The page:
But with two wars, a continuing terror threat, huge federal deficits and a major health-care overhaul in the works, there is no shortage of disaffection out there. And that could prove to be political dynamite.

The latest to taste the tea is NYT columnist David Brooks:

"The tea party movement is a large, fractious confederation of Americans who are defined by what they are against. They are against the concentrated power of the educated class. They believe big government, big business, big media and the affluent professionals are merging to form self-serving oligarchy -- with bloated government, unsustainable deficits, high taxes and intrusive regulation.

"The tea party movement is mostly famous for its flamboyant fringe. But it is now more popular than either major party. According to the NBC News/Wall Street Journal poll, 41 percent of Americans have a positive view of the tea party movement. Only 35 percent of Americans have a positive view of the Democrats and only 28 percent have a positive view of the Republican Party. . . .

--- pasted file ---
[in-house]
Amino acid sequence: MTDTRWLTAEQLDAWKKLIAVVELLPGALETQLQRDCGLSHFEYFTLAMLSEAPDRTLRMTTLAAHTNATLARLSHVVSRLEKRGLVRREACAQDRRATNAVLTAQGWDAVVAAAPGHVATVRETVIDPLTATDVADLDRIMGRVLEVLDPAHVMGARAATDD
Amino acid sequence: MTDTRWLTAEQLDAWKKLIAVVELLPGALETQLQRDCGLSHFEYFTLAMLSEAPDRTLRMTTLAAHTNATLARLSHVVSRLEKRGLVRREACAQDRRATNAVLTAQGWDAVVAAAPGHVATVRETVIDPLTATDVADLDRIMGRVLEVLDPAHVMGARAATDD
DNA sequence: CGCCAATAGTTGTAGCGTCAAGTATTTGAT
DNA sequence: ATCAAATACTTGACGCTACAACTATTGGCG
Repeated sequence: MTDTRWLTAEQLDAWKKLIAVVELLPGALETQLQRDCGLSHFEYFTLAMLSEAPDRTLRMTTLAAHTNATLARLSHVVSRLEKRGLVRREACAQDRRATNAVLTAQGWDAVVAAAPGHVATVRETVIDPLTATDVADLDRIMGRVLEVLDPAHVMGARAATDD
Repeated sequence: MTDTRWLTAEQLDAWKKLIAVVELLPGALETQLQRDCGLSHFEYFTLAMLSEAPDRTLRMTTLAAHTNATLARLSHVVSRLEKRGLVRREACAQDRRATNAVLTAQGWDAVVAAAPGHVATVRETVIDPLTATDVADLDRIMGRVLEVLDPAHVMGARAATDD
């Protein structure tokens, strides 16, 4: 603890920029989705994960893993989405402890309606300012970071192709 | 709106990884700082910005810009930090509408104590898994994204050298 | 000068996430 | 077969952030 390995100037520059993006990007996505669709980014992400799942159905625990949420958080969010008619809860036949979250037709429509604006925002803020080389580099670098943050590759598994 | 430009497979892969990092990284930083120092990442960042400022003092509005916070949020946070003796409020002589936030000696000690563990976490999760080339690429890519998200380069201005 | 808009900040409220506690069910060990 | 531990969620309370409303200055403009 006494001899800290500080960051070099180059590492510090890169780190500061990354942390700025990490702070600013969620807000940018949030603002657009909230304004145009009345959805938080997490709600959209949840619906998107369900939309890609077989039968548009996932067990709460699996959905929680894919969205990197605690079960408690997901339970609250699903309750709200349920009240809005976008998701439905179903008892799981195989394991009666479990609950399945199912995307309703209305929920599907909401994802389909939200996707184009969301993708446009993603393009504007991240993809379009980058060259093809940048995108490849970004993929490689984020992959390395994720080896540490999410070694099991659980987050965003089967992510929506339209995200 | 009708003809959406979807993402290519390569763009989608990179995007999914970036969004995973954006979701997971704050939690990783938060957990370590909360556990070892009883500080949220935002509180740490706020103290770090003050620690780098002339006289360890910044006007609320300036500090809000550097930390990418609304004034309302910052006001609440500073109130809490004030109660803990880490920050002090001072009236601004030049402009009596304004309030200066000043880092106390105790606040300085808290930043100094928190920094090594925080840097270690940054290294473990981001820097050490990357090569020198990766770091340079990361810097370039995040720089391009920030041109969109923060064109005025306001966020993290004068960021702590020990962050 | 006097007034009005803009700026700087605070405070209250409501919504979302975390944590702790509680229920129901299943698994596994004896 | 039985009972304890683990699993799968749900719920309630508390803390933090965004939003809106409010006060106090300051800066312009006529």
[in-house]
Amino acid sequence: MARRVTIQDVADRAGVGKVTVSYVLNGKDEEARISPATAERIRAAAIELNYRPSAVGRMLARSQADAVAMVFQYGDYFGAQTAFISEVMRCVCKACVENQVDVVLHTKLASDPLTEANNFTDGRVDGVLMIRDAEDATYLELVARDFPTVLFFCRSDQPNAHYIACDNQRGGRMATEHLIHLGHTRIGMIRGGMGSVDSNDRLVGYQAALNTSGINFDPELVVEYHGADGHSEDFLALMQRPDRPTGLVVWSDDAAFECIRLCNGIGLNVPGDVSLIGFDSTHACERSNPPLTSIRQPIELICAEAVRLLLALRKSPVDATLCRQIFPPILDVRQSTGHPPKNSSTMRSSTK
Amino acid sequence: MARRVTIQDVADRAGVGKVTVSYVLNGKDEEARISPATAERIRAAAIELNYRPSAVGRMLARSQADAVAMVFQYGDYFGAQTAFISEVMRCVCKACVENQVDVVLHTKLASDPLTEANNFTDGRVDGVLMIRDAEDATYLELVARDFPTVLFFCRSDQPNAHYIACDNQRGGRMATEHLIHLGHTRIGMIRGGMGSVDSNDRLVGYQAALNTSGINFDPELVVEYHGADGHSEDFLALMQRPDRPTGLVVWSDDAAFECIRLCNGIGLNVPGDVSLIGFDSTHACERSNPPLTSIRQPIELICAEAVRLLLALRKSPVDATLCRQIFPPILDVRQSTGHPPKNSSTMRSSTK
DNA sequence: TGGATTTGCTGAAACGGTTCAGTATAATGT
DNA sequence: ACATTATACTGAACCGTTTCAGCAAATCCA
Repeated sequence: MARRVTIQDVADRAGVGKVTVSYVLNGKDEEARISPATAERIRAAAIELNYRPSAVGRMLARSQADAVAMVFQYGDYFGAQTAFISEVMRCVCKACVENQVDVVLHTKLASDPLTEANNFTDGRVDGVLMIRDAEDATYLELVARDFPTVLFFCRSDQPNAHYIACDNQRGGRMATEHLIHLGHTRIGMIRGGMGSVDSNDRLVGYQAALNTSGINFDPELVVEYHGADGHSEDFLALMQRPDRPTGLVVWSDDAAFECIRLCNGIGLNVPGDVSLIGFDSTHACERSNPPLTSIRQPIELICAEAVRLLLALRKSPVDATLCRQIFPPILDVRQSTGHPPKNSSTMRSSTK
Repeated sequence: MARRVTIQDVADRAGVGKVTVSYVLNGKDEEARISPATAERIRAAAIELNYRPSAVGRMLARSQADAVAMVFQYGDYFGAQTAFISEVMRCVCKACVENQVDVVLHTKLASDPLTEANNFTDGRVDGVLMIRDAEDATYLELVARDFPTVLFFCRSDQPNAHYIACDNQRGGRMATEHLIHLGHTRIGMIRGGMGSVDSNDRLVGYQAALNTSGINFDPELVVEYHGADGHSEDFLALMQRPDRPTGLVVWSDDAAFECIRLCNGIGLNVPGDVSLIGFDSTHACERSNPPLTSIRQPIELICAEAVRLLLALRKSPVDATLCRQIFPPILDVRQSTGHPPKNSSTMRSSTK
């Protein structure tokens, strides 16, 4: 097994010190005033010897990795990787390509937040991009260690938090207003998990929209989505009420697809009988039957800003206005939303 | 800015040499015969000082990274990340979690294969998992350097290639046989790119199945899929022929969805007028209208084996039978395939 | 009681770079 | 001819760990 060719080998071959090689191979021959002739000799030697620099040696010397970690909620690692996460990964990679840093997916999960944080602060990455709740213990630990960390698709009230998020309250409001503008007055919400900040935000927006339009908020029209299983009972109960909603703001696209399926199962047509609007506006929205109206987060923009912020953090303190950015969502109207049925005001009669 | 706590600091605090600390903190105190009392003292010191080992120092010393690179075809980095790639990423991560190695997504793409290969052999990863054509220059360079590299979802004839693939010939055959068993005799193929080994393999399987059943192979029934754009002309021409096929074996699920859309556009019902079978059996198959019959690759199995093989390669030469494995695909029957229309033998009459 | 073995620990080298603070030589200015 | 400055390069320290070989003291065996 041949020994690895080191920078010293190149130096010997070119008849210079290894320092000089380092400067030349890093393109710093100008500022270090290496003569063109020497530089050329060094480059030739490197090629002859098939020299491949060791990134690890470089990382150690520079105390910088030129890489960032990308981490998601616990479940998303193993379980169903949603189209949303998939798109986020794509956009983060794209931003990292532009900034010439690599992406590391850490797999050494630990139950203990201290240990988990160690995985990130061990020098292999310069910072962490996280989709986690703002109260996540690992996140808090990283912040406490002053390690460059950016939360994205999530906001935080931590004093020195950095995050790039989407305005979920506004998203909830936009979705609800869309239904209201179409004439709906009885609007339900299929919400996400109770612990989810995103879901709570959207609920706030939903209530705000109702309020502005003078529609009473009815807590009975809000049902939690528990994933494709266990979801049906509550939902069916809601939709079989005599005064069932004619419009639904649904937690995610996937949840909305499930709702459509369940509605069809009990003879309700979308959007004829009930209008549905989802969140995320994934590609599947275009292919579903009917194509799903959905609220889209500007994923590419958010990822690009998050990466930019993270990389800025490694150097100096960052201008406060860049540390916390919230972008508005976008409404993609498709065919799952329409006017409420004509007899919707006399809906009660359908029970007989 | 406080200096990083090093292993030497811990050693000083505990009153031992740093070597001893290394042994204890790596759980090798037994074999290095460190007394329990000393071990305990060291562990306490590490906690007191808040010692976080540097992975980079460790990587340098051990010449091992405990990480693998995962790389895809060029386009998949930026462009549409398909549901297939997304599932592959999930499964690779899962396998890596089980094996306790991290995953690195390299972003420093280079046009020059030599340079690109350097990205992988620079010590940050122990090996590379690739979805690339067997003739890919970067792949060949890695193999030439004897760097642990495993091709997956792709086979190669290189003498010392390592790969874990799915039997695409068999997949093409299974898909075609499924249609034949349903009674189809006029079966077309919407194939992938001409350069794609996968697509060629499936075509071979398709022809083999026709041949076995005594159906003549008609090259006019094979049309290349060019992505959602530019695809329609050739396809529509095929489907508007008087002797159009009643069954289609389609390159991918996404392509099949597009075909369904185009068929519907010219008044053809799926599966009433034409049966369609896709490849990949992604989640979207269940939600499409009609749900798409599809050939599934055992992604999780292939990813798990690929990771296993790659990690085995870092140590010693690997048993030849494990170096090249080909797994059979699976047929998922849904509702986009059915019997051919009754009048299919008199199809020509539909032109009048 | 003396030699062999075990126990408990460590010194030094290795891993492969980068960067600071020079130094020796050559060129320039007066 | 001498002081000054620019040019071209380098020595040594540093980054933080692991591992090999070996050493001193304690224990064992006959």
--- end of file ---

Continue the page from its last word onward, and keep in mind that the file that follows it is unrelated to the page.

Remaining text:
"Moreover, the tea party movement has passion. Think back on the recent decades of American history -- the way the hippies defined the 1960s; the feminists, the 1970s; the Christian conservatives, the 1980s. American history is often driven by passionate outsiders who force themselves into the center of American life.

"In the near term, the tea party tendency will dominate the Republican Party. It could be the ruin of the party, pulling it in an angry direction that suburban voters will not tolerate. But don't underestimate the deep reservoirs of public disgust."